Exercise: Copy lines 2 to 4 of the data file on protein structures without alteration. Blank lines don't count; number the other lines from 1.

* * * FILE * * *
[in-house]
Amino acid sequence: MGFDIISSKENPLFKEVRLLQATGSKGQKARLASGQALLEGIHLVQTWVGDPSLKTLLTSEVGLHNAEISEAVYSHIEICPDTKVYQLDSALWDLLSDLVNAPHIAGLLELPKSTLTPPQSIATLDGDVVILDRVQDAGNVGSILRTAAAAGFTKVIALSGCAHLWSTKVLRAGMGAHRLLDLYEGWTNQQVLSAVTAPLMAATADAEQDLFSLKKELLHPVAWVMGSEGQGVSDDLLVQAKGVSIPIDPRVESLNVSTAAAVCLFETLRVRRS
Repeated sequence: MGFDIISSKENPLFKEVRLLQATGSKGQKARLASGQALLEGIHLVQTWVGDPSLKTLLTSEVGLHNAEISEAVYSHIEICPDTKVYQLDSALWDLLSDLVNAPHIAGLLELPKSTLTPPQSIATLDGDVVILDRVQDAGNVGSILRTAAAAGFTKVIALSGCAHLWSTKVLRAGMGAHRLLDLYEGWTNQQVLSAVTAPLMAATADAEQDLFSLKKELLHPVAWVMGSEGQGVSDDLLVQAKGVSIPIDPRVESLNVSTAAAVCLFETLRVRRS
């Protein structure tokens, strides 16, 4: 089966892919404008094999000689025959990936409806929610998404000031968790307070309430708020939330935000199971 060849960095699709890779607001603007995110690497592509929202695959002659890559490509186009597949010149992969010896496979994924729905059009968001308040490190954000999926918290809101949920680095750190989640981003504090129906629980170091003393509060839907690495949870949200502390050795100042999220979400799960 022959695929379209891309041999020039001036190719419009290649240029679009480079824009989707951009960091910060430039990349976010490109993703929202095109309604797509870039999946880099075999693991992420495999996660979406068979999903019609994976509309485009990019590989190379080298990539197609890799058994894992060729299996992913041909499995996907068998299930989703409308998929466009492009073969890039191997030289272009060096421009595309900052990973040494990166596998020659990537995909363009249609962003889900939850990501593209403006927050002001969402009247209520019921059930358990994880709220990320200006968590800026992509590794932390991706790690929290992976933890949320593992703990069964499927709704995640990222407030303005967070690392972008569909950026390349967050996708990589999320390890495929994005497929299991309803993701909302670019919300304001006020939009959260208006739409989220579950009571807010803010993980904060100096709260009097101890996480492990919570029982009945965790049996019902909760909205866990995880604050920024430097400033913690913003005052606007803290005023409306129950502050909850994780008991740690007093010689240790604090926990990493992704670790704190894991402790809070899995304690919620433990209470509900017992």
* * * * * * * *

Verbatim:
Amino acid sequence: MGFDIISSKENPLFKEVRLLQATGSKGQKARLASGQALLEGIHLVQTWVGDPSLKTLLTSEVGLHNAEISEAVYSHIEICPDTKVYQLDSALWDLLSDLVNAPHIAGLLELPKSTLTPPQSIATLDGDVVILDRVQDAGNVGSILRTAAAAGFTKVIALSGCAHLWSTKVLRAGMGAHRLLDLYEGWTNQQVLSAVTAPLMAATADAEQDLFSLKKELLHPVAWVMGSEGQGVSDDLLVQAKGVSIPIDPRVESLNVSTAAAVCLFETLRVRRS
Repeated sequence: MGFDIISSKENPLFKEVRLLQATGSKGQKARLASGQALLEGIHLVQTWVGDPSLKTLLTSEVGLHNAEISEAVYSHIEICPDTKVYQLDSALWDLLSDLVNAPHIAGLLELPKSTLTPPQSIATLDGDVVILDRVQDAGNVGSILRTAAAAGFTKVIALSGCAHLWSTKVLRAGMGAHRLLDLYEGWTNQQVLSAVTAPLMAATADAEQDLFSLKKELLHPVAWVMGSEGQGVSDDLLVQAKGVSIPIDPRVESLNVSTAAAVCLFETLRVRRS
């Protein structure tokens, strides 16, 4: 089966892919404008094999000689025959990936409806929610998404000031968790307070309430708020939330935000199971 060849960095699709890779607001603007995110690497592509929202695959002659890559490509186009597949010149992969010896496979994924729905059009968001308040490190954000999926918290809101949920680095750190989640981003504090129906629980170091003393509060839907690495949870949200502390050795100042999220979400799960 022959695929379209891309041999020039001036190719419009290649240029679009480079824009989707951009960091910060430039990349976010490109993703929202095109309604797509870039999946880099075999693991992420495999996660979406068979999903019609994976509309485009990019590989190379080298990539197609890799058994894992060729299996992913041909499995996907068998299930989703409308998929466009492009073969890039191997030289272009060096421009595309900052990973040494990166596998020659990537995909363009249609962003889900939850990501593209403006927050002001969402009247209520019921059930358990994880709220990320200006968590800026992509590794932390991706790690929290992976933890949320593992703990069964499927709704995640990222407030303005967070690392972008569909950026390349967050996708990589999320390890495929994005497929299991309803993701909302670019919300304001006020939009959260208006739409989220579950009571807010803010993980904060100096709260009097101890996480492990919570029982009945965790049996019902909760909205866990995880604050920024430097400033913690913003005052606007803290005023409306129950502050909850994780008991740690007093010689240790604090926990990493992704670790704190894991402790809070899995304690919620433990209470509900017992």